• If you persist a little longer, you can begin to manage riding somewhat better. Then pretty soon you’re cruising the town in a way you could not before. You’re going places you could not go before and having experiences you couldn’t have previously…because you persisted.
        • It’s no different than what Brett suggests with a mindfulness practice.
      • The more you practice mindfulness the easier it gets and the more your brain learns what you are trying to achieve (building neurology to make it easier to do in the future).
  • The things Brett does as part of his own mindfulness practice probably are not what people who are just getting started should do because he is in a different stage of his development. One of the most helpful things for Brett was learning a technique he calls body sensing:
    • Find something that you like, something automatic and easy.
    • Brett asks Nick to identify something that makes him light up (and think "oh wow, that’s great"), something simple and easy. Nick selects his daughter.
    • What happens during the "oh wow, experience?"
      • Nick is amazed at how she is growing up and in middle school now (thinking).
      • Nick also starts to feel anxious and think that it won’t be too long before she moves out of the house and on her own. Nick thinks about paying for college, a car, or something else. On the heels of feeling joy and excitement at seeing her there is an awareness that it isn’t going to last.
      • Brett suspects these may be wired together inside of Nick (something he appreciates and something that will not last).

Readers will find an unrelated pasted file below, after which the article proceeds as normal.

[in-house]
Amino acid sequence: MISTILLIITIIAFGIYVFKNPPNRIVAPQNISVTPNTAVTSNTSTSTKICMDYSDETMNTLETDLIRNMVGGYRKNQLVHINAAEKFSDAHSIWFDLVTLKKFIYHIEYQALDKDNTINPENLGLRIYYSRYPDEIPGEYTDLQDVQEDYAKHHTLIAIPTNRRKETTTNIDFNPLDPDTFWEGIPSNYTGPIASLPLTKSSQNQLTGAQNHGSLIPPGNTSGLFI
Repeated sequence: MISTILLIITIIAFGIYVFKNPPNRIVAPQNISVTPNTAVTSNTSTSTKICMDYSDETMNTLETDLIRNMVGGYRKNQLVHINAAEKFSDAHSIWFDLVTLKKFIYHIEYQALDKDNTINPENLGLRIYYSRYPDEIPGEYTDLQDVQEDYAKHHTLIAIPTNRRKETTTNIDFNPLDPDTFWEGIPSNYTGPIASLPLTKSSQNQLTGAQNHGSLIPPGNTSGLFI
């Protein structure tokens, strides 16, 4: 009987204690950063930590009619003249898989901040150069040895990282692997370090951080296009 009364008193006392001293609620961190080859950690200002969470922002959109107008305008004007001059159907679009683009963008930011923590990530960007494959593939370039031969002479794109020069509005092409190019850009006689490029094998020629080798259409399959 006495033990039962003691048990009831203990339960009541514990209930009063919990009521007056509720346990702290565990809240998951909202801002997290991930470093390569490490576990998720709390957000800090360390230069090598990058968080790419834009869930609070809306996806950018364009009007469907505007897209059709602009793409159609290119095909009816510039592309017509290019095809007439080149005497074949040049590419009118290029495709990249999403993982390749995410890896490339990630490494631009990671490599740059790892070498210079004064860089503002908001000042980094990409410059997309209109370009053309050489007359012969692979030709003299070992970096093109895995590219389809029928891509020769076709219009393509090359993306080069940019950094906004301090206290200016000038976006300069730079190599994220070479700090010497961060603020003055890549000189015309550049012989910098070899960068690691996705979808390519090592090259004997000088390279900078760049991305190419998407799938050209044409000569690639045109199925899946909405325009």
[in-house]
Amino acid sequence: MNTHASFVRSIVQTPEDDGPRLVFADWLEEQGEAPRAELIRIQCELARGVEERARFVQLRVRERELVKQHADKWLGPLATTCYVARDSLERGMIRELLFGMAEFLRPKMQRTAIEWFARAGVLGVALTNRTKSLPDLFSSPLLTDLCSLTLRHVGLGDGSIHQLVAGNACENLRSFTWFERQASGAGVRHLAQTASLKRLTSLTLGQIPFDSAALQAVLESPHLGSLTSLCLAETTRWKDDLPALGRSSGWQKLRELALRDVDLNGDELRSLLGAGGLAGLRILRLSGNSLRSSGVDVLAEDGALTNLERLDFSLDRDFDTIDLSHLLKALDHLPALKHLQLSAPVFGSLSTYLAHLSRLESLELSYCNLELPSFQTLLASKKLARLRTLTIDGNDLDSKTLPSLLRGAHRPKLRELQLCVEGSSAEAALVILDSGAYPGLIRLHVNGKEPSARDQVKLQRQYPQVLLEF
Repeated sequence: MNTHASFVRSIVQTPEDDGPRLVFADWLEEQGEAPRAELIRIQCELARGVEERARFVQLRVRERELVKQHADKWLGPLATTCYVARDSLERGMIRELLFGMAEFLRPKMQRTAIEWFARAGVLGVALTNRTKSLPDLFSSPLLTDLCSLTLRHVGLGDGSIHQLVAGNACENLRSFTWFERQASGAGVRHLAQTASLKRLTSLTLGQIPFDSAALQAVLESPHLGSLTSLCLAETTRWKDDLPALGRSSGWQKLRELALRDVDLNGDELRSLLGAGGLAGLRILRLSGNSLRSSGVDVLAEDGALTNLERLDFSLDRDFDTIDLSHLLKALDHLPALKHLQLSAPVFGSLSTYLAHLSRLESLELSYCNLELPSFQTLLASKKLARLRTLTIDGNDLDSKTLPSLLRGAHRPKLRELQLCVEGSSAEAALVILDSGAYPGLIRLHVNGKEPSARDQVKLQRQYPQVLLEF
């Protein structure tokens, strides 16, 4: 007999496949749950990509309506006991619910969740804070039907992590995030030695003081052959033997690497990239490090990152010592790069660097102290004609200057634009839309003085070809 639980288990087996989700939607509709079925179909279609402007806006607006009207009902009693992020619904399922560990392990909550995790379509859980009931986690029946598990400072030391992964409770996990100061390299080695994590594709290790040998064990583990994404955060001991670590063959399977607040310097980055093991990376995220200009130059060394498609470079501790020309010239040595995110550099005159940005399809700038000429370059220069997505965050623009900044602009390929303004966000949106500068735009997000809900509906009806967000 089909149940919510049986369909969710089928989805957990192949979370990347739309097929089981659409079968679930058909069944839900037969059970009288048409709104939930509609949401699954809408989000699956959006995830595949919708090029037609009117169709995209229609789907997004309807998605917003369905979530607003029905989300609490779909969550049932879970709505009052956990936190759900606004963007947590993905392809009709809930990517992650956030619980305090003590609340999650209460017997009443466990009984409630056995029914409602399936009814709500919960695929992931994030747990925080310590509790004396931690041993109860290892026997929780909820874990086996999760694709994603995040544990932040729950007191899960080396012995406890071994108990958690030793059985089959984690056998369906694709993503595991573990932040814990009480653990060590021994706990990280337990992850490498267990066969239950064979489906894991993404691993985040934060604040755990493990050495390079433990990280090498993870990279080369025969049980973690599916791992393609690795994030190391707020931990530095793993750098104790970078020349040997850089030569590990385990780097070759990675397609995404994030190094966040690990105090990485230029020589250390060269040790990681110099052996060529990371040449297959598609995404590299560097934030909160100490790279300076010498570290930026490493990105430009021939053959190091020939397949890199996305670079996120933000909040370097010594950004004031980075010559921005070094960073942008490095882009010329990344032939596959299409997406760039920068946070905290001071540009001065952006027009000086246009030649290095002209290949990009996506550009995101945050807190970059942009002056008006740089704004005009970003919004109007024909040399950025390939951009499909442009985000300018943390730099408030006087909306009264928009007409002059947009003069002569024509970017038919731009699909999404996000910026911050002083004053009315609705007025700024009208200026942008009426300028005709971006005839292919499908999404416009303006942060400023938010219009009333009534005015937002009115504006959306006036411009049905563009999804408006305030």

• Brett speculates that Nick knows something about things important to him which don’t last which is a possible reason these are so close together.
      • Here’s another scenario – suppose Nick sees his daughter, is filled with joy, and the neural network about things being temporary does not fire (just the best feeling in the world to have a daughter).
      • Brett speculates Nick may have a fear that the things he really appreciates could be gone from his life.
      • Nick points out losing a parent a few years ago and the possibility of it impacting these feelings.
    • In Brett’s work, he would try to encourage Nick in this scenario to take a breath and let it be good.
      • In addition to that, notice the other feelings. They are still legitimate. "I have these concerns, but the reason I have these concerns is because I care so much."
      • Brett’s guidance to Nick is let yourself be in the richness of that moment and experience what it feels like.
  • One of Brett’s practices is to step out of his house and look at the sky.
    • Brett loves the sky. He looks at it and his mind is blown. He thinks to himself that it is miles and miles of gas. It is gorgeous the way the light reflects on it, and it’s incredible that we are on this earth. The sky is an amazing experience every single day.